Seven new things we've learned about Far Cry 5's sandbox

Far Cry 5 is a very silly game. James established this a while back, but I recently had the opportunity to return to the preview area to test the limits of the sandbox. I had access to the same patch of Montana, which is a pretty but relatively flat farmland area featuring an airfield and a tiny town that you liberate at the beginning of the demo.

For the real fun in these demos you have to go off the beaten path a little to see how the game reacts to random acts of savagery. Far Cry is a series about a heavily armed lone gun infliciting carnage on an entire region, so let's begin.

You can use the repair tool to set fire to cultists

As any Far Cry player knows, holding a welding tool against a broken vehicle heals it in minutes. Touch that magical blue flame to a person and it unheals them in minutes. Light and shade.

I managed to sneak up on three cultists doing some target practice in a field, and discovered that guns aren't a great defense when you are too on fire to pull a trigger. It only takes a few seconds to set someone alight. They thrash around for a bit and shout "aaaaah!" for about a minute before the fire goes out. There is a pause while they seem to register how much damage they've taken, then they keel over dead.

It's neat that the rules of Far Cry 5's all-destroying repair tool also apply to your companions, but it does seem that Far Cry's excellent fire-spreading system has been toned down. Igniting a patch of grass creates a small burn that goes out quickly. I miss the firestorms of Far Cry 2.

Your dog is an immortal flame-retardant superhero

One from the 'just because you can doesn't mean you should' column of Far Cry sandbox crimes—you can set your dog on fire with the repair tool. When he catches light he runs off yelping, but when the fire goes out he plods back to you unharmed as though nothing happened. In fact during my hour with the game he proved to be an unusually fire-resistant mutt. A multi-car explosion set fire to most of an airfield. I walked around the wreckage to find my dog walking calmly through the flames, alight, totally unfazed by the whole ordeal. This guy would have broken Pavlov.

If could have my time again I would set the dog on fire and then order him to attack an enemy, just to see if the fire spreads to the human victim.

Your dog is so badass wolves flee from him

We know what the dog can do against humans.  You point him at a cultist and he takes them down for an easy kill. However, I was delighted to see him react differently to other targets in the demo. If you point him at a wolf he goes face to face and the two have a noisy bark-off for a few minutes before the wolf turns tail and flees in terror. Good boy.

Your flying companion is a little too overprotective

Speaking of dogs and their stressful existence in the world of Far Cry 5, I would like to take a moment to commemorate one ranger's hound who committed the crime of walking too close to me while airborne companion Nick Rye circled above. I had been investigating a small watchtower when I came across the ranger, a non-threatening hunter sort in a red jacket with a little dog at her side. I approached intending to strike up conversation when a screaming strafing run carved past us both. I looked down to see the dog lying on its side, quite dead. Its owner didn't seem to care, or even notice, but using the attack command I tried to order Rye to dive bomb himself in retaliation. He did not respond.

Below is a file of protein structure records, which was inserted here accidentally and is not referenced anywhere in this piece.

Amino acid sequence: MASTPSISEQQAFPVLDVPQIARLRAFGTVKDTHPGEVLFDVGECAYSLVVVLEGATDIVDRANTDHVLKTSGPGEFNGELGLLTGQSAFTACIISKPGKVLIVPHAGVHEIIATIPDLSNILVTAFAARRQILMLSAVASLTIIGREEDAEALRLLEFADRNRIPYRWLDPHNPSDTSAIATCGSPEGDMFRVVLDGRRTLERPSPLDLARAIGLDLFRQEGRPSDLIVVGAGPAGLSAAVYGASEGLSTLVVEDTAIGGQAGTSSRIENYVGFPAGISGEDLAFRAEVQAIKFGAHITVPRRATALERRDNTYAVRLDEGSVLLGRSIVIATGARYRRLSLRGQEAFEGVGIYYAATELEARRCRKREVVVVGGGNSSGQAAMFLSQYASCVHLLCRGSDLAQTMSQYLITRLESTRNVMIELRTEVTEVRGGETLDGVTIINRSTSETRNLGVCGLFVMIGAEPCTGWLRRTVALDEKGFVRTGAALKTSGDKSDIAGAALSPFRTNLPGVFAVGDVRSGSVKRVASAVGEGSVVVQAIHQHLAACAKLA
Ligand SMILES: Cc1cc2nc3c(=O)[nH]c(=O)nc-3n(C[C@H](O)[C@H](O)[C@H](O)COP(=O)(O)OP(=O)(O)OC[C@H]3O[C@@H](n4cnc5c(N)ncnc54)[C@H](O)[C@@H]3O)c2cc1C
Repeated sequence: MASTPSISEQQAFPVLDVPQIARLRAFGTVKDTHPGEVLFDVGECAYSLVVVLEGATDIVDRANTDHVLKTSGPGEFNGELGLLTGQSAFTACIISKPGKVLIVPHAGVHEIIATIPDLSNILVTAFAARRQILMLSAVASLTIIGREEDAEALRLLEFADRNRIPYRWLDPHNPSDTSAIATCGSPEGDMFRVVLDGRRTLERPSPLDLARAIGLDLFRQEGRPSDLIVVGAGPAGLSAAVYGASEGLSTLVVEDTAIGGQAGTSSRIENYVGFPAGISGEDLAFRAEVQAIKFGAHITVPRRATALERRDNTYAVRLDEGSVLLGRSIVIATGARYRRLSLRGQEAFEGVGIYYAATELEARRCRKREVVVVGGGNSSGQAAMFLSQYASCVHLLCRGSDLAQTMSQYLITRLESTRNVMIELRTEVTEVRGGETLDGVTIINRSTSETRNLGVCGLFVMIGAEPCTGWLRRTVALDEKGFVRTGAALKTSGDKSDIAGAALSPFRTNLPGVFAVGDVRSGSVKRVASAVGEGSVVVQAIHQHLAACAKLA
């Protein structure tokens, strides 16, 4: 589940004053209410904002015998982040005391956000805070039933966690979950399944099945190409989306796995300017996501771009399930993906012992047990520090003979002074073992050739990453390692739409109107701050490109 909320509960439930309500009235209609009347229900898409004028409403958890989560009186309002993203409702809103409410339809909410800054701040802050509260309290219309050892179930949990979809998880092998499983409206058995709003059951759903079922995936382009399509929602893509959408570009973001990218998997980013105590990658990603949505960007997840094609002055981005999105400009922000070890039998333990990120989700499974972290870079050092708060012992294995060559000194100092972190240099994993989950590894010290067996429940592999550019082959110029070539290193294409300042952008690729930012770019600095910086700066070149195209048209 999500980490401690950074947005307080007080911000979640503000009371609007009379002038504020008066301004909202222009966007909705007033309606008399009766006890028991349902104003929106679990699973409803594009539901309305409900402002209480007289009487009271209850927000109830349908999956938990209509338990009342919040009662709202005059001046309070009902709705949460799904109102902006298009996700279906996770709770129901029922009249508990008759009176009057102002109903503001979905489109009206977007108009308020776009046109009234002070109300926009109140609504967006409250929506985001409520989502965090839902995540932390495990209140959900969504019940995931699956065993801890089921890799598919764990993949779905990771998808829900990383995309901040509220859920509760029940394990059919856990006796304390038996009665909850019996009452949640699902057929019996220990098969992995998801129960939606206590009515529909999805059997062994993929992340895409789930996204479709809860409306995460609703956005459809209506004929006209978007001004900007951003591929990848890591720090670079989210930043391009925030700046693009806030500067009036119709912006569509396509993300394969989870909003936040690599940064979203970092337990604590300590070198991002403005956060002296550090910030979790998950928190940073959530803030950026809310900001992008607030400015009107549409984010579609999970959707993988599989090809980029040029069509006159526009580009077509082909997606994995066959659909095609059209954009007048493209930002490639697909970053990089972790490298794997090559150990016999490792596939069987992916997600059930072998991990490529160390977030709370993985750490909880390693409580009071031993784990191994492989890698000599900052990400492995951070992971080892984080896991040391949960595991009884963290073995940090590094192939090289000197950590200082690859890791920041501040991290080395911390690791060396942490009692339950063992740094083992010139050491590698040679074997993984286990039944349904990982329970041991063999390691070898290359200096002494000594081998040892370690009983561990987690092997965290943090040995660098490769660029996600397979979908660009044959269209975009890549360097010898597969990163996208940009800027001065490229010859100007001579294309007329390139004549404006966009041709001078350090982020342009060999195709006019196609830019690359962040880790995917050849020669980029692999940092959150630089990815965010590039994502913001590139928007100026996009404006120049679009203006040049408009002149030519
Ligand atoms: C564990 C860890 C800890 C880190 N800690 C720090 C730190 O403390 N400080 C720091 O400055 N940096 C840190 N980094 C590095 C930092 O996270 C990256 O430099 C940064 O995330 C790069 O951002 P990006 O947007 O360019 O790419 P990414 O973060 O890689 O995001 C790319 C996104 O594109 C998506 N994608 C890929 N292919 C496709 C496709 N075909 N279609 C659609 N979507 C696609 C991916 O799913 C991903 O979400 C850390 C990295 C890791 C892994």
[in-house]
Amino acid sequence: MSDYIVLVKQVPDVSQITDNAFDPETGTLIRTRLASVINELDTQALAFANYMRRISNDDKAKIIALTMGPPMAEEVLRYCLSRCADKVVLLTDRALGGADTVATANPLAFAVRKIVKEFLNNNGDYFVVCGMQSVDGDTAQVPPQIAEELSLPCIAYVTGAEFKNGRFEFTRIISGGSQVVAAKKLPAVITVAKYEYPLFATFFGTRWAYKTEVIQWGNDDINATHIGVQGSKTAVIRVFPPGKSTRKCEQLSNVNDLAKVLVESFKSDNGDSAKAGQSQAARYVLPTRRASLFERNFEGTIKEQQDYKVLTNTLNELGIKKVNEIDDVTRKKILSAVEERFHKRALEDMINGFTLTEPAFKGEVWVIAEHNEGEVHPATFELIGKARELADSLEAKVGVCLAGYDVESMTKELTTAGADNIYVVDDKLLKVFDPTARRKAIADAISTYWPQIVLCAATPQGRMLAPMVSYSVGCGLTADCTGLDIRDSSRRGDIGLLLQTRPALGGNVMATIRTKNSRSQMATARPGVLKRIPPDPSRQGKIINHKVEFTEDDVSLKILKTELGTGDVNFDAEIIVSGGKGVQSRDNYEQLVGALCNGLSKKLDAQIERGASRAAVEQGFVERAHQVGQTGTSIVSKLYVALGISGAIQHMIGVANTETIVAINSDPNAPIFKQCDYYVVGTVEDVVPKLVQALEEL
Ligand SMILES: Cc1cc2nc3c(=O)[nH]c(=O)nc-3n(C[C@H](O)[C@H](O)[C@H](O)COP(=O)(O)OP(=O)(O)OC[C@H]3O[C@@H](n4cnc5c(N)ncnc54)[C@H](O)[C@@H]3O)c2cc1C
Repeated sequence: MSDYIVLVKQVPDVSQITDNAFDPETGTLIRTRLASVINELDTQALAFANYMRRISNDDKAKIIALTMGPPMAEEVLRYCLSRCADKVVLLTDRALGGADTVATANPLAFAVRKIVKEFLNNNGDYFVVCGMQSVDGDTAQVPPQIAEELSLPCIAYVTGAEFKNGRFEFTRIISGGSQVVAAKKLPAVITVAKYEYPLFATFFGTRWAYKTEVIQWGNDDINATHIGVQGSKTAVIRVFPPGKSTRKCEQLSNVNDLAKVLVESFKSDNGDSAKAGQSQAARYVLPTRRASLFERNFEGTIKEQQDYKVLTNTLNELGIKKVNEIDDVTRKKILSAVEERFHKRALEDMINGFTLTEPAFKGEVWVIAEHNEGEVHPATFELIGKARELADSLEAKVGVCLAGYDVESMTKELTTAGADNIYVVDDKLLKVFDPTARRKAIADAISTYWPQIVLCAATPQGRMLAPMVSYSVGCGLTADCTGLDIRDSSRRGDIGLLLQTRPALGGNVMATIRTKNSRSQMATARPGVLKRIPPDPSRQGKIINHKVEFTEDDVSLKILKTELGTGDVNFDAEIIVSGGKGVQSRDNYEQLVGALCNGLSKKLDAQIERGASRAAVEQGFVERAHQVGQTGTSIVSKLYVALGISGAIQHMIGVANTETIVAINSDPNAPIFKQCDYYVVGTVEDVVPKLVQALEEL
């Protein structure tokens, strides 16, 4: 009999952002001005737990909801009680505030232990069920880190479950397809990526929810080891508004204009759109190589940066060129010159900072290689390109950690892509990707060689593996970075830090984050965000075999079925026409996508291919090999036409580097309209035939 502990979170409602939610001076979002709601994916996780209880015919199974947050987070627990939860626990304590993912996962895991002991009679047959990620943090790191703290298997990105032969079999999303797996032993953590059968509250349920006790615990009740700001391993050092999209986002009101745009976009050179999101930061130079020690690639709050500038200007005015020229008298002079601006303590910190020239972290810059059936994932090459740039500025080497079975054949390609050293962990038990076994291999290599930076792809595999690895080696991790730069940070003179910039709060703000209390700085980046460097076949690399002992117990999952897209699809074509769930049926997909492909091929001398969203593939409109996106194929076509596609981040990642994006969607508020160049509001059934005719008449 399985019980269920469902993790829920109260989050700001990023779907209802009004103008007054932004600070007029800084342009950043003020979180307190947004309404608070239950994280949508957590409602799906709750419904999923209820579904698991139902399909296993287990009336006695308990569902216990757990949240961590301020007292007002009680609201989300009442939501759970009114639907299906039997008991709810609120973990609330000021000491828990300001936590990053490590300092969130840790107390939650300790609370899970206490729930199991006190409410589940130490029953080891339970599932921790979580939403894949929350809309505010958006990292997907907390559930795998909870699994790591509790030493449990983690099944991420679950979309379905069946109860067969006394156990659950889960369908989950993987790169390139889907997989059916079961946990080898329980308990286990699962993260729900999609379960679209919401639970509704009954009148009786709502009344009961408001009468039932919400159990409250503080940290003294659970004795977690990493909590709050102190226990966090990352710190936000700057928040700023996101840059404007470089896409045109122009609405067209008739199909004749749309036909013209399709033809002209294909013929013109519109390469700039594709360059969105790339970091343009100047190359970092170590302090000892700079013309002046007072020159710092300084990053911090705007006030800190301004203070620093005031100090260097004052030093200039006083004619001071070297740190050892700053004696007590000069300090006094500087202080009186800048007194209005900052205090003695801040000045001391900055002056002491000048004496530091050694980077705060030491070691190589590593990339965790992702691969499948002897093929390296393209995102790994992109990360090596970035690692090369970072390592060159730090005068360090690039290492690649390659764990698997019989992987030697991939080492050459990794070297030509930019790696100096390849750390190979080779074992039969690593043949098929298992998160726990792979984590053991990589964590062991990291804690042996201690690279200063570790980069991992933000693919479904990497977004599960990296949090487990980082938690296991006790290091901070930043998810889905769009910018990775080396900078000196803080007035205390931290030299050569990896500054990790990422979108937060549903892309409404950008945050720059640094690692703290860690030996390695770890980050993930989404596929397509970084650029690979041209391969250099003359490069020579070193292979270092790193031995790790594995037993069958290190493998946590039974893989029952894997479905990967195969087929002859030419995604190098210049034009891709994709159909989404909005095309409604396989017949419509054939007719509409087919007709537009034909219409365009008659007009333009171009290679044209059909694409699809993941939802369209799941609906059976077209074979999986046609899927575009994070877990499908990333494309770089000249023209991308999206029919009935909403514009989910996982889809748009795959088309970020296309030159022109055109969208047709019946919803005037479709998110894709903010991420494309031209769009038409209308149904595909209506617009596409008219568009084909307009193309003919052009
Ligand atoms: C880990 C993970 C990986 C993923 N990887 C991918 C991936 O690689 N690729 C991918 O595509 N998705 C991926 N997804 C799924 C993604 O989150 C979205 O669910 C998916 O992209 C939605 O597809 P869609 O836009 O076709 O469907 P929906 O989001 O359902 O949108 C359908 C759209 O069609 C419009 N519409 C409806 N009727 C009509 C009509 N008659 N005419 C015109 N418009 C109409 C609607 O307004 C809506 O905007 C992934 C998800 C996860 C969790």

You can, and should, kick NPCs in the nuts while they are giving you missions

Far Cry 5's dialogue system is surprisingly adaptive. You can walk away from a mission-giver mid conversation and they get annoyed and stop talking. They get even more annoyed if you hit the melee attack button and kick them in the groin in the middle of their spiel. The guy I did this to at the airfield stopped his speech to tell me off. Then, when I re-engaged him he picked up his thread where he left off. I wish more games worked like this. 

Of course, he never again acknowledged that I attacked him mid-sentence. And he let me fly his plane even though I've never flown a plane before. What a guy.

You can weaponise harvesters

There were a few tractors navigating the fields. You can hijack them, but they are problematic assault vehicles. You have big gaps to the front and sides that you can shoot out of (shooting out of vehicles in Far Cry 5 feels very good) but they are slow and you look like an idiot. No-one will laugh at you in a harvester, because the rotating blades on the front are serious business. There was nothing living that wouldn't die to being slowly rammed by the spinning blades. Your victims vanish from view with a squirt of blood.

You can call in an airstrike on a cow, if you really want to

I was impressed at the airman Rye's ability to accurately hit a target that a man miles below has pointed at with his arm. Rye hit a cow square on the head first-time in one target practice. He even managed to hit a huge mast that I pointed at from a field away (it didn't collapse, sadly). Of the companions, he seems insanely powerful, though that's likely down to the balancing of the demo build. The companions behave very differently.

Far Cry 5 is shaping up well. It's not doing much to shake up the formula Ubisoft has honed in recent years, but it doesn't feel like Far Cry is in need of a radical shakeup as long as it's generating this sort of chaos. I do miss the soaring peaks of Kyrat, but the final Far Cry 5 map may contain more topographical variety.

Tom Senior

Part of the UK team, Tom was with PC Gamer at the very beginning of the website's launch—first as a news writer, and then as online editor until his departure in 2020. His specialties are strategy games, action RPGs, hack ‘n slash games, digital card games… basically anything that he can fit on a hard drive. His final boss form is Deckard Cain.